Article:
LeBron James Personally Called Carmelo Anthony and Sold Him on Joining the Los Angeles Lakers With 3 Simple Words

LeBron James and Carmelo Anthony have wanted to team up for a long time. The two friends entered the league together in 2003, have competed against each other in both the Eastern and Western Conferences, and have even vacationed together. Now that the two future Hall of Famers are teammates, they’ll aim to lead the Los Angeles Lakers to their 18th title in franchise history.

It didn’t take much convincing for Anthony to come to LA. Especially when his friend LeBron personally made the call and helped sell him on the idea with a simple, heartfelt message.

Carmelo Anthony recalls the conversation between him and LeBron James

Carmelo has been donning the Purple and Gold since putting pen to paper on Aug. 6. The veteran, who is entering his 19th season, averaged 13.4 points in 24.5 minutes per game with the Portland Trail Blazers last season. The 2003 third overall pick also played in 69 of Portland’s 72 games, with nearly all of them off the bench.

Anthony was a recent guest on The Million Dollaz Worth of Game podcast. During the interview, the 10-time All-Star was asked if he got a call from James during the recruiting process.

“It was a real call; it wasn’t no bulls***,” Anthony said. “I wasn’t expecting it from him, but we talked about it years before about getting with each other.”

“That’s my brother. I’ve known him since we were 15 or 16 years old. I heard it … ‘I need you.’ Say less. You already know what time it is when you hit me direct.'”

Carmelo Anthony

The three words, “I need you,” were enough for Anthony to join LeBron on the Lakers. Shortly after the phone call, Melo inked a one-year pact with LA for $2.6 million.

LeBron and Carmelo’s friendship is rock-solid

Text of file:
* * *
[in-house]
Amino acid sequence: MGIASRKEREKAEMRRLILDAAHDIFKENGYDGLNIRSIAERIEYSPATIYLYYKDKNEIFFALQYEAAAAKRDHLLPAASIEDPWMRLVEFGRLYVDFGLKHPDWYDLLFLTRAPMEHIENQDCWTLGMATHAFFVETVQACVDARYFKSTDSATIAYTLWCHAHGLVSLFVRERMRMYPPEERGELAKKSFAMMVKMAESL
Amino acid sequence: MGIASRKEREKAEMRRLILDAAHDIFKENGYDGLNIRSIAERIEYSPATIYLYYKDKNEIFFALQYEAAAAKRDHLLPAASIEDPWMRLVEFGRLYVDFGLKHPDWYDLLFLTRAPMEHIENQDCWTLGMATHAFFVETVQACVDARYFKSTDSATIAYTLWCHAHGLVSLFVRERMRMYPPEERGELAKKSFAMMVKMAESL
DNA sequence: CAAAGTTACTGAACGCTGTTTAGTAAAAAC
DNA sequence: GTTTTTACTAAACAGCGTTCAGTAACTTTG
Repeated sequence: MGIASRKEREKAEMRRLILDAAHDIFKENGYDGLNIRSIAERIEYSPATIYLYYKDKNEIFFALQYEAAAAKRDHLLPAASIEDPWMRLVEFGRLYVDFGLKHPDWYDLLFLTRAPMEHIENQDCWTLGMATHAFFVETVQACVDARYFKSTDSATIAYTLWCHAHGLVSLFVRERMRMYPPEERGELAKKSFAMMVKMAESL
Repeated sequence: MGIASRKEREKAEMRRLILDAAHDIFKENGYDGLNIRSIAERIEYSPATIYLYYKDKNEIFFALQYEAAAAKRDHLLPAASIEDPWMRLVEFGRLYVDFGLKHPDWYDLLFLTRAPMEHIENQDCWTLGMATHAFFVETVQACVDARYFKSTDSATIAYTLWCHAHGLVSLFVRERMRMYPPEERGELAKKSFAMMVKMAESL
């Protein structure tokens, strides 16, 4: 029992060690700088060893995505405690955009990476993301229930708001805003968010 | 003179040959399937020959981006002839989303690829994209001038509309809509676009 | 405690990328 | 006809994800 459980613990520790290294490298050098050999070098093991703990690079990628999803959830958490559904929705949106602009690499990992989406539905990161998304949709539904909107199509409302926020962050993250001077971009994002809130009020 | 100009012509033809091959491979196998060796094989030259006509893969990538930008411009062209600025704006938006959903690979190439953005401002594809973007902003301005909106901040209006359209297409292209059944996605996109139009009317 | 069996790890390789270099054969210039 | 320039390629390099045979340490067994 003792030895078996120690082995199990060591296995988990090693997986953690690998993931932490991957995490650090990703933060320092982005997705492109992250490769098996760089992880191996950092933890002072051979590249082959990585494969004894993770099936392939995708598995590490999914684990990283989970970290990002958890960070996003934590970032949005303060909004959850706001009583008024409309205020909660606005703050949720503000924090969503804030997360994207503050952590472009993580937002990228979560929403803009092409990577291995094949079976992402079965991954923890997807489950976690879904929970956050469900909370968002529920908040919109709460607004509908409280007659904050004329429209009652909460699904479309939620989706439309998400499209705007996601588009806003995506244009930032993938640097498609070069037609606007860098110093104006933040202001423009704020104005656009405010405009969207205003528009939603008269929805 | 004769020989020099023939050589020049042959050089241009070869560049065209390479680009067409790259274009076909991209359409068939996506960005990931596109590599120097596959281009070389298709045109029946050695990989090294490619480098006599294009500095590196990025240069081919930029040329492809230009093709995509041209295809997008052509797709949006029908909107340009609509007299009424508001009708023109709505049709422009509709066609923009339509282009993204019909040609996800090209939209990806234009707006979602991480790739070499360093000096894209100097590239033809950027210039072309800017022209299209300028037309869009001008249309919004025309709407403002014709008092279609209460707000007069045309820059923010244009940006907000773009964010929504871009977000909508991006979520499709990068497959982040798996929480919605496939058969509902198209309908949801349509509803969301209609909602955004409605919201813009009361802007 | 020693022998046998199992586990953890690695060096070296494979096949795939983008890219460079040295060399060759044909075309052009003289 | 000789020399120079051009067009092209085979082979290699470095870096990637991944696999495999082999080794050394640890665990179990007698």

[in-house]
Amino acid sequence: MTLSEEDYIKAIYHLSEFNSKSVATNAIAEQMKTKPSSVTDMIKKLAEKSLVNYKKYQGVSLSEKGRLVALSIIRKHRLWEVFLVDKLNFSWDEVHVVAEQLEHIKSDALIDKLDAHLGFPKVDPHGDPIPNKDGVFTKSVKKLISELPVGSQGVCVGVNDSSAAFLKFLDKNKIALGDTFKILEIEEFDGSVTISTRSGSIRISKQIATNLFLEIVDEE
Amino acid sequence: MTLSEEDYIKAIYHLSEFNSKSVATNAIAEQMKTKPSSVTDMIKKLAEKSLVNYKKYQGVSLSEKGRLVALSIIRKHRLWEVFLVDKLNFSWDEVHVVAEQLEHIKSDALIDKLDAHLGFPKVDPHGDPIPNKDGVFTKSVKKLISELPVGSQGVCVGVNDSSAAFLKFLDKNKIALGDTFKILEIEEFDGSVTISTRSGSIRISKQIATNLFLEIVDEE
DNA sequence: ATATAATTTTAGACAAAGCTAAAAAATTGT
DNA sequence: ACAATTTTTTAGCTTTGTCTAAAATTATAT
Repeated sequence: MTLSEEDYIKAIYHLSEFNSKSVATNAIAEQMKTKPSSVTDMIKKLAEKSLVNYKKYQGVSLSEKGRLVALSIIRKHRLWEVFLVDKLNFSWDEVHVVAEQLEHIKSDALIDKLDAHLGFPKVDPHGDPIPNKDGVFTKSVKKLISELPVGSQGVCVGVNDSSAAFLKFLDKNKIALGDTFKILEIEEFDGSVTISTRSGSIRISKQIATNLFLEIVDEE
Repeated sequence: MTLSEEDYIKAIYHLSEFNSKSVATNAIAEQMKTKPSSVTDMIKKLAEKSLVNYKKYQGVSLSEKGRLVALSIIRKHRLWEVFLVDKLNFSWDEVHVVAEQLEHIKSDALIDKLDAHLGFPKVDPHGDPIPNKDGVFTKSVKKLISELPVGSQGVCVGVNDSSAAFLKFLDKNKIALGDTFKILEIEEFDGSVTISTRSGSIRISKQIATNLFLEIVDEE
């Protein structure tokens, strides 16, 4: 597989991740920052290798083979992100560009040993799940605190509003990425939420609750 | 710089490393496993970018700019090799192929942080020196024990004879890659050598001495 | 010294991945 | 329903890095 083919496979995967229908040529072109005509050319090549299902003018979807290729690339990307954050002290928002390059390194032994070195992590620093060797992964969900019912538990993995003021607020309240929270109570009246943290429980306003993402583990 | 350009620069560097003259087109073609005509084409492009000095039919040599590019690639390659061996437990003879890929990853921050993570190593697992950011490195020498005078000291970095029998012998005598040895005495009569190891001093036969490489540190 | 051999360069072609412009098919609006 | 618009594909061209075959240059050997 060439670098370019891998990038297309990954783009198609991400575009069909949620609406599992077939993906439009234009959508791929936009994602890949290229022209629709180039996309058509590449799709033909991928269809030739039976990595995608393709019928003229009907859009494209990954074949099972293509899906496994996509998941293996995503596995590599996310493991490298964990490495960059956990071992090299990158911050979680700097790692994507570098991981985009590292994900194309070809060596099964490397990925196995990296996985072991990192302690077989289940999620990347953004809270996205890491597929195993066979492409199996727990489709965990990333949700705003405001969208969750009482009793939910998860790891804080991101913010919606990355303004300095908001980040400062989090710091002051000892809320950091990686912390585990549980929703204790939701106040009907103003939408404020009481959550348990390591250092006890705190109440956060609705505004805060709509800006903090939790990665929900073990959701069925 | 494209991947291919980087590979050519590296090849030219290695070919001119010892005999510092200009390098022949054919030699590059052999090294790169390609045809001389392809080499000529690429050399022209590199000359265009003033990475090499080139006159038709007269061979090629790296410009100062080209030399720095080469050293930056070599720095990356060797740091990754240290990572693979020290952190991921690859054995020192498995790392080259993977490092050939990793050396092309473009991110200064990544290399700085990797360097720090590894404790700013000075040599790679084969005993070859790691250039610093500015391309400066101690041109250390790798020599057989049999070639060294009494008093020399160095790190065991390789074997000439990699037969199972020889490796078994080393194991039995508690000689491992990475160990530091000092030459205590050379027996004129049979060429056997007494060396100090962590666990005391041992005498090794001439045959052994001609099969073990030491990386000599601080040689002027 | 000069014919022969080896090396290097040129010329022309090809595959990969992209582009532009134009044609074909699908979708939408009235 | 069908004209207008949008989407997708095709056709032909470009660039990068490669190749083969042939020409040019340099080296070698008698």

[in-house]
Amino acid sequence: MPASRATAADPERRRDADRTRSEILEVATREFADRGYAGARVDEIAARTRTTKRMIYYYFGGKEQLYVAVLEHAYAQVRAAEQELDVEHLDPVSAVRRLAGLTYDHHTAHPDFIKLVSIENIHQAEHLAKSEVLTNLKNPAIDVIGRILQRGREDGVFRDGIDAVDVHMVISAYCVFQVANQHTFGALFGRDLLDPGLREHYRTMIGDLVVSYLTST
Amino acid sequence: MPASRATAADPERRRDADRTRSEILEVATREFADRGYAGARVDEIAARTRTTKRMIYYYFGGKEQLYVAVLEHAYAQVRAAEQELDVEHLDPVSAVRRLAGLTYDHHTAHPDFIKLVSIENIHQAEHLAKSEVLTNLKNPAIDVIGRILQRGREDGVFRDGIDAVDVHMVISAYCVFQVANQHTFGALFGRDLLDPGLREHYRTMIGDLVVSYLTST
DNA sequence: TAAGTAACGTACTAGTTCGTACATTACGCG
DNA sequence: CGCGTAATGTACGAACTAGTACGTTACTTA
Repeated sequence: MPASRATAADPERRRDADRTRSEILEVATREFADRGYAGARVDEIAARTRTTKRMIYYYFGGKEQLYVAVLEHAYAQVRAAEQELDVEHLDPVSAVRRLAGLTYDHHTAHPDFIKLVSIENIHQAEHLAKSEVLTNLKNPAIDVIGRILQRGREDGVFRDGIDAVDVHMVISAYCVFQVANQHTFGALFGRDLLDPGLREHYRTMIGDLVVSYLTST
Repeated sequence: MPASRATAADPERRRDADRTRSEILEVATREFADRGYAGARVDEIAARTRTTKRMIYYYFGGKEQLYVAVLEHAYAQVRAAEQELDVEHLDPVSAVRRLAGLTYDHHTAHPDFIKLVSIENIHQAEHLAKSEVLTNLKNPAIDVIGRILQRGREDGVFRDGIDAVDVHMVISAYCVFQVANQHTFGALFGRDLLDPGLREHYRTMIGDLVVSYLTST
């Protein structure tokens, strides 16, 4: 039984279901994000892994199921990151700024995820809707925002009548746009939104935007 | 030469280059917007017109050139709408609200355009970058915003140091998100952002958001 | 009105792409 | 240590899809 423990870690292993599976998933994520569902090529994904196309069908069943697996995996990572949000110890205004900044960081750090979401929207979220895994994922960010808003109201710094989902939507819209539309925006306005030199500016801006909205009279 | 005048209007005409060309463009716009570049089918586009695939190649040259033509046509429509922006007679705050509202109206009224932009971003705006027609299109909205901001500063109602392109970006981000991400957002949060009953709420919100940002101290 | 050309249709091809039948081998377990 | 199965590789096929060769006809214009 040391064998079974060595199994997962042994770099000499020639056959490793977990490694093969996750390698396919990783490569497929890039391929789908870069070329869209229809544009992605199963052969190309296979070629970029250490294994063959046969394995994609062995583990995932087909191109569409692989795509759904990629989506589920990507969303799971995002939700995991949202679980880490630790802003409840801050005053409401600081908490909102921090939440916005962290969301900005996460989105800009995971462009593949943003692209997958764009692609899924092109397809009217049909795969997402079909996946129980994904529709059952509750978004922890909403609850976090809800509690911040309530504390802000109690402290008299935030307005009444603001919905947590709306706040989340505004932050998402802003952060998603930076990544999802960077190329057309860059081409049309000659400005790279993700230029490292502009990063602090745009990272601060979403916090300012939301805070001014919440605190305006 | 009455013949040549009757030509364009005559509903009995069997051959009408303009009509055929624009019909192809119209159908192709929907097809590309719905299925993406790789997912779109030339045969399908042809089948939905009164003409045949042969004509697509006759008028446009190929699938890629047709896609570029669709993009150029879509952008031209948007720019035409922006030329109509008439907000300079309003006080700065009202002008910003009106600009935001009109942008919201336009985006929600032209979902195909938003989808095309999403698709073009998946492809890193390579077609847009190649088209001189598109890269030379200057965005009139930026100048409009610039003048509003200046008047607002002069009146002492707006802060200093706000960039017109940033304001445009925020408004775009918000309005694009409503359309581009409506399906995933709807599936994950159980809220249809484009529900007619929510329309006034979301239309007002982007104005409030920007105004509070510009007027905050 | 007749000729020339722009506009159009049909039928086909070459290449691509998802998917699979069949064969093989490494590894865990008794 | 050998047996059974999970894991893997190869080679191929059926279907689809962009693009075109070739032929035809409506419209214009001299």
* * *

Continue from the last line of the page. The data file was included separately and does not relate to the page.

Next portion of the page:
As Anthony mentioned, the two All-Stars have known each other since their high school days. Since then, both players have shared a number of career parallels. They entered the NBA together in ’03, helped turn their teams around quickly (Cleveland Cavaliers for James and Denver Nuggets for Anthony), and left for bigger markets (Miami Heat, New York Knicks) around the same time, as well.

But through all of the years, Melo told Ebony Magazine how solid his friendship with LeBron is to this day.

“We go back [to when we were] 15, 16 years old,” Anthony said. “We never had to force anything — a conversation, being around each other. It just happens so organically with us. We put an oath up, no matter what happens, we would never let any outsiders come between us and put any BS in our friendship. I could knock your head off on the court; you could knock my teeth out on the court. It doesn’t matter. When we get outside that rectangle, we’re brothers — no matter what anybody says. And, we stood on that. And to this day, we stand on that. Nobody will break that bond.”

“He [Anthony] can call me anytime, any day,” James told reporters before he and the Heat took on Melo’s Knicks in 2014. “And whatever it is, I’ll drop whatever I’m doing. It’s to a point where if anything happened to him, I wouldn’t mind bringing his family on. It’s one of those relationships.”

Anthony should be a plus for the Los Angeles Lakers

Anthony might not be the face of a franchise he was in Denver or New York. But at 37, he has proven he can still be a serviceable scorer.

One of the biggest positives Melo adds to the Lakers is his outside shooting. Despite never being considered an elite three-point shooter, the veteran is coming off of a career-best 40.9% with the Trail Blazers. He’ll join other shooters Kent Bazemore, Wayne Ellington, and Malik Monk as new additions fresh off 40% or better seasons from deep.

Additionally, Melo should improve an LA bench that fell a little flat in 2020-21. Former Sixth Man of the Year Montrezl Harrell never found his footing in LA, while Kyle Kuzma once again struggled with consistency. Both players, considered to be the Lakers’ top scoring options off the bench, were dealt to the Washington Wizards in exchange for Russell Westbrook.

There’s also the bonus of chemistry, something you can’t measure on a stat sheet. LeBron had success playing with longtime friend Dwyane Wade in Miami, going to four NBA Finals and winning two of them. Now the King hopes teaming up with another close friend can bring him his fifth overall title … and Melo’s first.

All statistics courtesy of Basketball Reference and contract figures courtesy of Spotrac.

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